Yes, the conditions are inhuman: hair and makeup every day, crazy salaries, free Chanel bags. But seriously, maybe we should feel for these models.
By Coco Vomero for TheBlush.com
Whether we like to admit it or not, modeling is a profession. Sure, it's not like yours or mine -- there are no cubicles, 9-to-5 schedule, regular reviews or watercooler gossip. Instead, there's excess money, world travel and freedom. But that's not all there is. Should we be concerned that 14-year-old girls are having nude photos taken of themselves and working 16-hour days without any structure -- including nutrition, parenting and education?
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Cue in The Model Alliance (MA) to help us with our decision. The mission of MA is to establish ethical standards to improve working conditions for models in the American fashion industry by educating models on child labor laws and their rights.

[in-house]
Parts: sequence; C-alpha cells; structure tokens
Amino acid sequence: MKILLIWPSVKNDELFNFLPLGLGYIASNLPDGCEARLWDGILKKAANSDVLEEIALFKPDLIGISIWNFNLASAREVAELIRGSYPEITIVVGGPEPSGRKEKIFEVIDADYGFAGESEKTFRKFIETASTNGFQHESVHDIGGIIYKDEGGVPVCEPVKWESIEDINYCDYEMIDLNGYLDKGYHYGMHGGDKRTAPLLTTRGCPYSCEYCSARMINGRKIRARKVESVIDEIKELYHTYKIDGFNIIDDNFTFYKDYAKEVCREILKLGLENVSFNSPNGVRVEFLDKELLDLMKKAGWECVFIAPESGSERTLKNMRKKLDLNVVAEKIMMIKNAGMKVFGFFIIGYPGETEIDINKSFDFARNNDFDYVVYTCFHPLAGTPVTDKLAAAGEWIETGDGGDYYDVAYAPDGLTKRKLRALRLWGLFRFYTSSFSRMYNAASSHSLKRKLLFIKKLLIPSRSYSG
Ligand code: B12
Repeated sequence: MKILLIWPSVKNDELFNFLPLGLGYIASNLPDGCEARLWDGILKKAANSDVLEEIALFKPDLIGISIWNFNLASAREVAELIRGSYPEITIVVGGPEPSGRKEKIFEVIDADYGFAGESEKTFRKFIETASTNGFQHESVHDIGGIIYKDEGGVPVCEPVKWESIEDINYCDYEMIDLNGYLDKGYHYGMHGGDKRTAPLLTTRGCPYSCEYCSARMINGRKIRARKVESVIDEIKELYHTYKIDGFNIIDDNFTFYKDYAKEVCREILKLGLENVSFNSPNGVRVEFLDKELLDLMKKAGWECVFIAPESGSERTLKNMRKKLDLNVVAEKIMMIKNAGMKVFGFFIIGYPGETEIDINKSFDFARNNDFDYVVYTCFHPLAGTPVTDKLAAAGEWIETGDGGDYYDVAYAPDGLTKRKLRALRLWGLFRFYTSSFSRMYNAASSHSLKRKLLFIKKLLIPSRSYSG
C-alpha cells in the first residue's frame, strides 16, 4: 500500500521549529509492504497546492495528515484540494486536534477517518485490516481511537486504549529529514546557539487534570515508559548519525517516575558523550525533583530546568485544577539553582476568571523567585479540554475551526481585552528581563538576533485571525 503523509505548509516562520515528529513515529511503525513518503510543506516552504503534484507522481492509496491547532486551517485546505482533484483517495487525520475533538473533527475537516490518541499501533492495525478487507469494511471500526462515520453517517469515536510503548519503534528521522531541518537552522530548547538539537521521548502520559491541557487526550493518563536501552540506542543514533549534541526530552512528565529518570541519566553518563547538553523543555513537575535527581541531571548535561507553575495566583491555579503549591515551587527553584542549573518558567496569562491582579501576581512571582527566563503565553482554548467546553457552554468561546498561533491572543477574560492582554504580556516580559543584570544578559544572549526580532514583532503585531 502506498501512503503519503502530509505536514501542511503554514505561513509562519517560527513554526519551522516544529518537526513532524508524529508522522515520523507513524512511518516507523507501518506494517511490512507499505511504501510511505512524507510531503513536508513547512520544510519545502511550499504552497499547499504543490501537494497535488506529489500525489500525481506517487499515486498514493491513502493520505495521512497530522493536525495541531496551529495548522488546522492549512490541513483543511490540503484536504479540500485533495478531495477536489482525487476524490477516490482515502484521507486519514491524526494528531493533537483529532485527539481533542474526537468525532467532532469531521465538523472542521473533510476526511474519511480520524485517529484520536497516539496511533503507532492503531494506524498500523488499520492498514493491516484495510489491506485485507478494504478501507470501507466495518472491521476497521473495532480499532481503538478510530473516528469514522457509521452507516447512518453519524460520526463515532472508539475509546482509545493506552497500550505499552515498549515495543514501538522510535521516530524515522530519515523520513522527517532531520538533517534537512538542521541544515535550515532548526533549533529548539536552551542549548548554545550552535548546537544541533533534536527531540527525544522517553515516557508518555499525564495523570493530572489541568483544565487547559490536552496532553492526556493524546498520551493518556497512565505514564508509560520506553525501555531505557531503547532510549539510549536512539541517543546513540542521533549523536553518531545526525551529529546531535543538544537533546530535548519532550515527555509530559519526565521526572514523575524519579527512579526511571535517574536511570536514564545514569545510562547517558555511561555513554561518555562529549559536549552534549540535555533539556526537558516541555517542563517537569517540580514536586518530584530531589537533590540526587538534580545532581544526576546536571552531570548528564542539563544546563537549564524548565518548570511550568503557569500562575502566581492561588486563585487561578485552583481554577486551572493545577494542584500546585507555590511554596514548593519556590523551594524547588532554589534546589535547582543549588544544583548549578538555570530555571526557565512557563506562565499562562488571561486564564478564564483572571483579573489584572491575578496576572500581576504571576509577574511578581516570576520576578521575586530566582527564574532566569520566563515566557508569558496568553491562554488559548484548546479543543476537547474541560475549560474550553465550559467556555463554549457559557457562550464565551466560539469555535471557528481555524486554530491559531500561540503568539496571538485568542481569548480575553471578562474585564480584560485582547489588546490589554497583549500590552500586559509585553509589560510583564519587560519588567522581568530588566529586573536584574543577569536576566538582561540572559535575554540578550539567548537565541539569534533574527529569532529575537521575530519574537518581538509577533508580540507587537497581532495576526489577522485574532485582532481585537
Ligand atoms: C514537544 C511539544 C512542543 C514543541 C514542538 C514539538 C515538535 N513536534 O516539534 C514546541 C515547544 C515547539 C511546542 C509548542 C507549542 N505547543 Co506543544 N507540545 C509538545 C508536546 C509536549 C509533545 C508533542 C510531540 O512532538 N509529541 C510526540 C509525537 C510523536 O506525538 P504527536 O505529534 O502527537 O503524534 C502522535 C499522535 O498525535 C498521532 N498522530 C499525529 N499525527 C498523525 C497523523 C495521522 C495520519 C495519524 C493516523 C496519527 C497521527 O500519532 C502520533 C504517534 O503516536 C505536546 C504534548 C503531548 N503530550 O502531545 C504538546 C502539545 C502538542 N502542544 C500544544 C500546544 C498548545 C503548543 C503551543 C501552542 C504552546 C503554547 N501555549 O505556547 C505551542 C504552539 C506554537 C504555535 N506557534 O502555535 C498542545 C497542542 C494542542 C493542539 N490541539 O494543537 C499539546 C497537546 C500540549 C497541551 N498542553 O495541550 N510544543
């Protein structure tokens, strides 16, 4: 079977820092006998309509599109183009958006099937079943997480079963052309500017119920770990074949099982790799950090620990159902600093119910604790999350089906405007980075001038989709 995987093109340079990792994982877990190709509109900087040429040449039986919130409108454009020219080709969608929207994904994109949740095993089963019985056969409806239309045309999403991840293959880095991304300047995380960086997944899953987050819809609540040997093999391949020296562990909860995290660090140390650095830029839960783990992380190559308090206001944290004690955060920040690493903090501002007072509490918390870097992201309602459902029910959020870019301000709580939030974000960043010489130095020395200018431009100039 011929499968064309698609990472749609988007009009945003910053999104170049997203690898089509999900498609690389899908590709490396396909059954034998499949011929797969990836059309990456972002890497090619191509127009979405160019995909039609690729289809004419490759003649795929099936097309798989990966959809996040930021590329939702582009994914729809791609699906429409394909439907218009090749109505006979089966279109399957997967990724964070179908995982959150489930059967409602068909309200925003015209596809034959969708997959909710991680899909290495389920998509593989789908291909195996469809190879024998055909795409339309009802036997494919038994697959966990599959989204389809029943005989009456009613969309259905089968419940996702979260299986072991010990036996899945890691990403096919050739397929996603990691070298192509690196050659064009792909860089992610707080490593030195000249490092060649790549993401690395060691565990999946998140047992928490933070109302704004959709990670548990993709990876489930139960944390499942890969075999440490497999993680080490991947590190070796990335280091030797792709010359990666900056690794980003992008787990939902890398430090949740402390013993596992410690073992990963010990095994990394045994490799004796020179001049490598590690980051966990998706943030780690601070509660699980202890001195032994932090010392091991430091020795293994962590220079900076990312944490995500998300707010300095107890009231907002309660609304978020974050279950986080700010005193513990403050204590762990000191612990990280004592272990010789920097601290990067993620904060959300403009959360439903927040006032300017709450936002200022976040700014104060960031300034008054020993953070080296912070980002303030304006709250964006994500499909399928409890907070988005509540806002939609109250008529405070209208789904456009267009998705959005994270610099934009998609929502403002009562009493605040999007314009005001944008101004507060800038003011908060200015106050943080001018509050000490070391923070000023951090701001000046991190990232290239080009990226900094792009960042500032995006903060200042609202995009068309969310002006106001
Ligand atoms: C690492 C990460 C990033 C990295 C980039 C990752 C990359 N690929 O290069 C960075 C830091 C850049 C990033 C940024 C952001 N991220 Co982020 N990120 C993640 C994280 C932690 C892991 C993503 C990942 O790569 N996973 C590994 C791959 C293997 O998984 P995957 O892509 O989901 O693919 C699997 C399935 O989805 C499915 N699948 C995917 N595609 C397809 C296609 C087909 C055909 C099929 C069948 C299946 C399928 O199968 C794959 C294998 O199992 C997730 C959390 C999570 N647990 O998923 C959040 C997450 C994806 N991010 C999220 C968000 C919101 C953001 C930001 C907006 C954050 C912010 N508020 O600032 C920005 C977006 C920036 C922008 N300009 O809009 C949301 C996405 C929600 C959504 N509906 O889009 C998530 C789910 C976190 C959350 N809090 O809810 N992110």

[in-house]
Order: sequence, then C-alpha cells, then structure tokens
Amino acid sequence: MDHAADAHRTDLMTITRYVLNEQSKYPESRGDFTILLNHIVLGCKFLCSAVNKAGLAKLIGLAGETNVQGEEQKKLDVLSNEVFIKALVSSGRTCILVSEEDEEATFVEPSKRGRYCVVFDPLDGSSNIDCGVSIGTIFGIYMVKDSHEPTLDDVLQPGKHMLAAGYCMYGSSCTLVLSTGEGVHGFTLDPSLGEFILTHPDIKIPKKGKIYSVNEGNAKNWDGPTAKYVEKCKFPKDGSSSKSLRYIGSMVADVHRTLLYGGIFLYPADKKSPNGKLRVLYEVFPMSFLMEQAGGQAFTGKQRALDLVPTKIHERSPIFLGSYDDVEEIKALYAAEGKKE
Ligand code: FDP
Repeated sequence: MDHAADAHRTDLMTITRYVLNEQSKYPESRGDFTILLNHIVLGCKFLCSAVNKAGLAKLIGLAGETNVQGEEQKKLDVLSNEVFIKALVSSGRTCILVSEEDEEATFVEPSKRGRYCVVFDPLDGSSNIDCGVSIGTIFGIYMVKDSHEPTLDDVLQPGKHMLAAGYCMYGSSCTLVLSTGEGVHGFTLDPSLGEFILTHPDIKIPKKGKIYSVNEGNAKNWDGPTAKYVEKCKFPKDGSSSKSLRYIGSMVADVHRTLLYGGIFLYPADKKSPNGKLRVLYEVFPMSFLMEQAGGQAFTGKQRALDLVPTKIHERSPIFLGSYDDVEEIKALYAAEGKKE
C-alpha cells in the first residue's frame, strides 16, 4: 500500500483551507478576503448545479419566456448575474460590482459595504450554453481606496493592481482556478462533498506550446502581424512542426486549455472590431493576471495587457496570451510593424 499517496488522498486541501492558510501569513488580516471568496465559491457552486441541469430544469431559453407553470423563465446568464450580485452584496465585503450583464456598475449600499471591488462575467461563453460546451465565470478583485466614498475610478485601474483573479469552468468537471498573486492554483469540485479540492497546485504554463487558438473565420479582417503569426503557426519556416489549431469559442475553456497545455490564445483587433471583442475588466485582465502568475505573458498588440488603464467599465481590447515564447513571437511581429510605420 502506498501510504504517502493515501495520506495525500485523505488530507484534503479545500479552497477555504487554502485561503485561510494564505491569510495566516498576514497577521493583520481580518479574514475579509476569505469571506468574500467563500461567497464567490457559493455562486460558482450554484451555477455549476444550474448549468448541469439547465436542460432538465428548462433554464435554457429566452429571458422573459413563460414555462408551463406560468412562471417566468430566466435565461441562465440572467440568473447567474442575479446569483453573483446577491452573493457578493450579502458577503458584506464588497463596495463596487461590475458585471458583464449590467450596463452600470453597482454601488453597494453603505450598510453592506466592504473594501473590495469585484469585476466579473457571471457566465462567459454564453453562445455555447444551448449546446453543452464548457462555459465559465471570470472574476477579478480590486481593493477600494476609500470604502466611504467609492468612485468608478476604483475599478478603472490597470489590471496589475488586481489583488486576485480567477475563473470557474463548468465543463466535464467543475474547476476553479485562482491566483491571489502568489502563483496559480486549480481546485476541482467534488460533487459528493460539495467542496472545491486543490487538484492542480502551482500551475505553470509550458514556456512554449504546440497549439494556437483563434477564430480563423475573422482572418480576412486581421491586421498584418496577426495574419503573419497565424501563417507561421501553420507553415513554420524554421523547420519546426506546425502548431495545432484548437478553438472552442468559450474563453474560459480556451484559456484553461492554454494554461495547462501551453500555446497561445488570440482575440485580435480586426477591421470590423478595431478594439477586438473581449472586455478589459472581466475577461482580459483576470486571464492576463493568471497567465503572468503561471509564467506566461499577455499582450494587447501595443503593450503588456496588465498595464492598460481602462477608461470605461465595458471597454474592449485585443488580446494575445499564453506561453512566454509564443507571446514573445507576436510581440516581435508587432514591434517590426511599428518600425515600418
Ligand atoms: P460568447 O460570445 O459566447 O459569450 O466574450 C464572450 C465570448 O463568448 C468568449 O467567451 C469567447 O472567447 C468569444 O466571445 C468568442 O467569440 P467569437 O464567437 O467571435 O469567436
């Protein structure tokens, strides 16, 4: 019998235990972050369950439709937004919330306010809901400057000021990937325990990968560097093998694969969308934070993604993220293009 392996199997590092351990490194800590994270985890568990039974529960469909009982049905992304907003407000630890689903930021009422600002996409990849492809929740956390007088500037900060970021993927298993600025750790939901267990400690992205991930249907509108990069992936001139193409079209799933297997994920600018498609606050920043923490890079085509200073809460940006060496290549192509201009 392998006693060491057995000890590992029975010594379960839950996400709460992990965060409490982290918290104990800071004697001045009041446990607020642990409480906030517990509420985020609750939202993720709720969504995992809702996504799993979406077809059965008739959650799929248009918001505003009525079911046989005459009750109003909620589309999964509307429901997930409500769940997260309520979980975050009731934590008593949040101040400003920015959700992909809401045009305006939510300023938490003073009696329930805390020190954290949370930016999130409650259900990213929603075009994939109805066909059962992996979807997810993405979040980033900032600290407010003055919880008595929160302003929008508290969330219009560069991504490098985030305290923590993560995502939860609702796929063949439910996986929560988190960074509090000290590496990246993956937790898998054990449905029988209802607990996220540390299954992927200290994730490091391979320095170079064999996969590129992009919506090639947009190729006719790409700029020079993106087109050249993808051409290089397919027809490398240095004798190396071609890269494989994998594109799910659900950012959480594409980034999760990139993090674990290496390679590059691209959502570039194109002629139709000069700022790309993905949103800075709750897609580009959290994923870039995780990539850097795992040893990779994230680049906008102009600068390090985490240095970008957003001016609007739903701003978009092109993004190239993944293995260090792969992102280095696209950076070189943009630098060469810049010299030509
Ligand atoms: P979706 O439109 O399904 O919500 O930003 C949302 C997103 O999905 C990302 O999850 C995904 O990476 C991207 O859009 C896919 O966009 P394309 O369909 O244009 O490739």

A typical model's career starts at age 13 and has the life span of a Hollywood marriage -- 10 years or less. With the lack of supervision or a standard set of rules, young girls are taken advantage of on a daily basis. Think: a combination of Toddlers and Tiaras and Intervention. Fame and fortune are the priority, and education and lunch are not.
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So is it worth it? The chances of making it "big" in the industry are nearly the same as making it to the NBA. Not every girl will get her wings and walk the Victoria's Secret runway or become Karl Lagerfeld's muse.
But let's not forget, for the lucky few, modeling can be a one-of-a-kind career. I will open my heart and arms to the tweens who are mistreated and taken advantage of in the industry, but I will be damned if I shed a tear of sympathy for the likes of Kate Moss and Gisele Bundchen, rolling in more dough than corporate CEOs. #justsayin.
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